Figure 6. 

Slime mold, Diachea sp., on azalea.


Credit:

UF/IFAS


[Click thumbnail to enlarge.]

Bird's nest fungi (Figure 7). This is one of the most unusual groups of native fungi in Florida. They are saprophytes that colonize organic matter, and thus become commonplace in the bark-based growth media used in nursery production and in mulch used in landscapes. Their sexual reproduction occurs in a nest-like structure (2 mm to 6 mm) with one or more "eggs." The structure pictured is representative of such common bird's nest genera as Cyathus and Crucibulum.

Figure 7. 

Bird's nest fungi.


Credit:

UF/IFAS


[Click thumbnail to enlarge.]

Another common bird's nest genus is Sphaerobolus (Figure 8). This genus forms a superficial crust of mycelium with small, single-egged nests. Spores of the bird's nest fungi are forcibly ejected into the air by changes in air pressure or by water-splash.

Figure 8. 

Spaerobolus, another common genus of bird's nest fungi.


Credit:

UF/IFAS


[Click thumbnail to enlarge.]

Bird's nest fungal "egg." (Figure 9). A typical bird's nest egg, or spore, is shot several feet out of the nest. The size and color of the adhesive spore is similar to that of a scale insect. Spores adhere to plants in nurseries and in the landscape, and may be mistaken for scale insects.

Figure 9. 

Saprophytic fungi.


Credit:

UF/IFAS


[Click thumbnail to enlarge.]

Saprophytic fungi (Figure 10). The vast majority of macroscopic fungi are saprophytes on organic matter such as the milled bark component of most nursery media. These fungi are airborne and can colonize bark supplies readily. After a period of saprophytic growth, these fungi reproduce as puffballs or mushrooms, and can be mistaken for disease-causing fungi.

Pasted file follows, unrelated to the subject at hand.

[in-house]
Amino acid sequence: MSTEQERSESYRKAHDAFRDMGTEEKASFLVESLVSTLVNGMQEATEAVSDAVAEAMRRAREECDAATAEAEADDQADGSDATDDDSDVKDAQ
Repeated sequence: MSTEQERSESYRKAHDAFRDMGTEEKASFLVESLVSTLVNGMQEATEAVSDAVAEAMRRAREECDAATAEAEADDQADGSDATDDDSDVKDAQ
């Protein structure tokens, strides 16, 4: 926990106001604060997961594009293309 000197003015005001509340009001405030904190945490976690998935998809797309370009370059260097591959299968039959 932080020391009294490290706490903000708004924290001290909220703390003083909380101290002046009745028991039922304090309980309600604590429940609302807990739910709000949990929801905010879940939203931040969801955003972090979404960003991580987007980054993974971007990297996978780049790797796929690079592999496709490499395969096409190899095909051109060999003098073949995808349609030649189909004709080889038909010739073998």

Figure 10. 

Saprophytic fungi.


Credit:

UF/IFAS


[Click thumbnail to enlarge.]

Footnotes

1.

This document is SP228, one of a series of the Department of Entomology and Nematology, UF/IFAS Extension. Original publication date February 1997. Revised June 2007. Reviewed October 2016. Visit the EDIS website at http://edis.ifas.ufl.edu.

2.

Russ Mizell, III, professor, Department of Entomology and Nematology; UF/IFAS North Florida Research and Education Center, Quincy, FL.


The Institute of Food and Agricultural Sciences (IFAS) is an Equal Opportunity Institution authorized to provide research, educational information and other services only to individuals and institutions that function with non-discrimination with respect to race, creed, color, religion, age, disability, sex, sexual orientation, marital status, national origin, political opinions or affiliations. For more information on obtaining other UF/IFAS Extension publications, contact your county's UF/IFAS Extension office.

U.S. Department of Agriculture, UF/IFAS Extension Service, University of Florida, IFAS, Florida A & M University Cooperative Extension Program, and Boards of County Commissioners Cooperating. Nick T. Place, dean for UF/IFAS Extension.